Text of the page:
Similarly evincing his awareness of the sometimes subtle social hierarchies we create, Bageant wrote, “human nature being what it is, we are all kicking someone else’s dog around.” It’s not a far cry from Pierre Bourdieu: “Social identity lies in difference, and difference is asserted against what is closest, which represents the greatest threat.”
Bageant wrote with such intensity, his observations so spot on, I wasn’t sure whether to laugh or cry. I did both.
While I have seen little media attention to Bageant’s work in the U.S. and rarely encounter anyone familiar with it, I am convinced Bageant had one very high-powered reader. I saw in Deer Hunting with Jesus a remarkable similarity between its explanation of white working class politics and how President Obama explained his way out of “Bittergate.”
Recall that “Bittergate” was the name given to Obama’s “biggest unforced error” of the 2008 campaign, his comment that small-town voters are naturally “bitter” because of economic decline, which the Clinton and Bush administrations failed to stem, leaving those voters to “cling to guns or religion or antipathy to people who aren’t like them or anti-immigrant sentiment or anti-trade sentiment as a way to explain their frustrations.”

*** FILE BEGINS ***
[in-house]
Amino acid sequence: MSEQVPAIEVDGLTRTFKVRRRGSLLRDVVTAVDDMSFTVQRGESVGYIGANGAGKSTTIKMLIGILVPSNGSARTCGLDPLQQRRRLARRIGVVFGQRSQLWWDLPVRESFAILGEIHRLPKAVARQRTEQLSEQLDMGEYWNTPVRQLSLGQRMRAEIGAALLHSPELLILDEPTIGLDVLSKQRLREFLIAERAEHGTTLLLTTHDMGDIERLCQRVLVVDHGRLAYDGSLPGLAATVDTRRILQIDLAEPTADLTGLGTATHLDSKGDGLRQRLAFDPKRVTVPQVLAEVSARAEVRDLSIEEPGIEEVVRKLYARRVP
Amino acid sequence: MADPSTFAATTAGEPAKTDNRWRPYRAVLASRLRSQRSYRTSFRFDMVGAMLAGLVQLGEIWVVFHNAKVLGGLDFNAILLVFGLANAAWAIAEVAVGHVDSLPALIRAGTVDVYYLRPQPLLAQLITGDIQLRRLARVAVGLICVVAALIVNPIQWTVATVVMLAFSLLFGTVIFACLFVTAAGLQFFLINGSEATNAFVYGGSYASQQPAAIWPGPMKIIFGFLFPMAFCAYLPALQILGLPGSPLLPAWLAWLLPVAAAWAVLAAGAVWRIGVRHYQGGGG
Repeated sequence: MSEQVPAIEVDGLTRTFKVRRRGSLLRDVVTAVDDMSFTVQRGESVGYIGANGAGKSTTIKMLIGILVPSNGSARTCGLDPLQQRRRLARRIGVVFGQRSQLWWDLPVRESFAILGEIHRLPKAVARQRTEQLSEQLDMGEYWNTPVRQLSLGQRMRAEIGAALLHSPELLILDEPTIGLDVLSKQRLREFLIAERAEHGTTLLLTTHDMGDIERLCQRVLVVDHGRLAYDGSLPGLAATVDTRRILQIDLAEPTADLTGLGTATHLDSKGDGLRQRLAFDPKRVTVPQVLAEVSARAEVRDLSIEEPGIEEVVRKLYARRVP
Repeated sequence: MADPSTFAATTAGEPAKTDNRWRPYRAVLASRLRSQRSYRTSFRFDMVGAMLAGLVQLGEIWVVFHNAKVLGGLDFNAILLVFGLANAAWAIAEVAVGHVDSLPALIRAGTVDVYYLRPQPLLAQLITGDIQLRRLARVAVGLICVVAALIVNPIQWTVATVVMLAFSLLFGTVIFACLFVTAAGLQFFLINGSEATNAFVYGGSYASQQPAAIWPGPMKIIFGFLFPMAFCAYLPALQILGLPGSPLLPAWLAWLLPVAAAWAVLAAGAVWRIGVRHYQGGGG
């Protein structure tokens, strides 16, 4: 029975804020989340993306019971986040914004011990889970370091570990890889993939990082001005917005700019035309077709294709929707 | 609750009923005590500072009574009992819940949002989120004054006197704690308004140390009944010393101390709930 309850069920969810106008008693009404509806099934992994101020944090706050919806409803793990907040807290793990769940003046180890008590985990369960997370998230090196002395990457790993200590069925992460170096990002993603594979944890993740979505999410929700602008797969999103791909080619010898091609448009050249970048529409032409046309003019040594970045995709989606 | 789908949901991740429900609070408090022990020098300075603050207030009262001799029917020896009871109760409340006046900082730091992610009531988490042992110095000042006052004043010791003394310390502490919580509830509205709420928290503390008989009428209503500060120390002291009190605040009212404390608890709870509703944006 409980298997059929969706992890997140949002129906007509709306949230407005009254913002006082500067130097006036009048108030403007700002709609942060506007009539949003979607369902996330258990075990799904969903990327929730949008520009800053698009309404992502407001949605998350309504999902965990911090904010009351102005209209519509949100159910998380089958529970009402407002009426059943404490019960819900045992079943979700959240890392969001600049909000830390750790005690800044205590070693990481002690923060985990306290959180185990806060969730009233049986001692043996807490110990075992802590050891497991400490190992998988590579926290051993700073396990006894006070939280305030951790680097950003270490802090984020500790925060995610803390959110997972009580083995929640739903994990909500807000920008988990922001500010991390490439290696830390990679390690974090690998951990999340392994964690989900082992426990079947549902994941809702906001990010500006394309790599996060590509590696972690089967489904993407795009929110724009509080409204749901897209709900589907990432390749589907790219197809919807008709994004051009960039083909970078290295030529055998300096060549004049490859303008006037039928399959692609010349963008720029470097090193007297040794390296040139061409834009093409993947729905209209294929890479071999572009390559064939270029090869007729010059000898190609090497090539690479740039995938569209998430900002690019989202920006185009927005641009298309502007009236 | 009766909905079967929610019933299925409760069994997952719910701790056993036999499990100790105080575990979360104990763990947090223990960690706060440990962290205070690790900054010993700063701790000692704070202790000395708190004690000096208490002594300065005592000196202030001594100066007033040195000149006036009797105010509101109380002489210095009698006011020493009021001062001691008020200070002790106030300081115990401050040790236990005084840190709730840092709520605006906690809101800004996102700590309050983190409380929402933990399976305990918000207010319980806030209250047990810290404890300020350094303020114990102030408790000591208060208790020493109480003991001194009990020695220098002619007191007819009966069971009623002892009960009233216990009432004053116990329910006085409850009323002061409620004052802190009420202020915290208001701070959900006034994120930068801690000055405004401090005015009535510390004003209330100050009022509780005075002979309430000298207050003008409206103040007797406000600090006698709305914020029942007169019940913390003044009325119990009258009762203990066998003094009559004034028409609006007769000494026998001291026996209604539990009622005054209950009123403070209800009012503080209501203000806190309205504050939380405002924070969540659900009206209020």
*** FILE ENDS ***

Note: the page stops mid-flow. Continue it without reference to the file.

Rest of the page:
Obama later explained:
[T]hese voters have a right to be frustrated because they’ve been ignored. And because Democrats haven’t met them halfway on cultural issues, we’ve not been able to communicate to them effectively an economic agenda that would help broaden our coalition…
I mean, part of what I was trying to say … was, ‘You guys need to stop thinking that issues like religion or guns are somehow wrong.’ … Because, in fact, if you’ve grown up and your dad went out and took you hunting, and that is part of your self-identity and provides you a sense of continuity and stability that is unavailable in your economic life, then that’s going to be pretty important, and rightfully so. And if you’re watching your community lose population and collapse but your church is still strong and the life of the community is centered around that, well then, you know, we’d better be paying attention to that…